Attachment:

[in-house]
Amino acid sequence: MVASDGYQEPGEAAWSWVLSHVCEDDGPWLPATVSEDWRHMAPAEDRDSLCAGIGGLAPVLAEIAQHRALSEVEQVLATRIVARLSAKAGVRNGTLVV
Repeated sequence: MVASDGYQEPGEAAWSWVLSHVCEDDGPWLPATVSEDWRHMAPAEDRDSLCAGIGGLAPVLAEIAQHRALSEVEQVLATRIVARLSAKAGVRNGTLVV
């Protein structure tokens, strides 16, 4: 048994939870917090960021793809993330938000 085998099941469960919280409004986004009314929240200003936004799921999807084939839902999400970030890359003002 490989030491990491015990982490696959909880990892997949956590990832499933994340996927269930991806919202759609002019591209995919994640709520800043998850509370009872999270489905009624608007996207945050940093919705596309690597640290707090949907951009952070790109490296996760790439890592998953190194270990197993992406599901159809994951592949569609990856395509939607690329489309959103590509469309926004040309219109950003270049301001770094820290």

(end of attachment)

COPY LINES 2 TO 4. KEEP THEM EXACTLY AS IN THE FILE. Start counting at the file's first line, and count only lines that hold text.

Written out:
Amino acid sequence: MVASDGYQEPGEAAWSWVLSHVCEDDGPWLPATVSEDWRHMAPAEDRDSLCAGIGGLAPVLAEIAQHRALSEVEQVLATRIVARLSAKAGVRNGTLVV
Repeated sequence: MVASDGYQEPGEAAWSWVLSHVCEDDGPWLPATVSEDWRHMAPAEDRDSLCAGIGGLAPVLAEIAQHRALSEVEQVLATRIVARLSAKAGVRNGTLVV
């Protein structure tokens, strides 16, 4: 048994939870917090960021793809993330938000 085998099941469960919280409004986004009314929240200003936004799921999807084939839902999400970030890359003002 490989030491990491015990982490696959909880990892997949956590990832499933994340996927269930991806919202759609002019591209995919994640709520800043998850509370009872999270489905009624608007996207945050940093919705596309690597640290707090949907951009952070790109490296996760790439890592998953190194270990197993992406599901159809994951592949569609990856395509939607690329489309959103590509469309926004040309219109950003270049301001770094820290």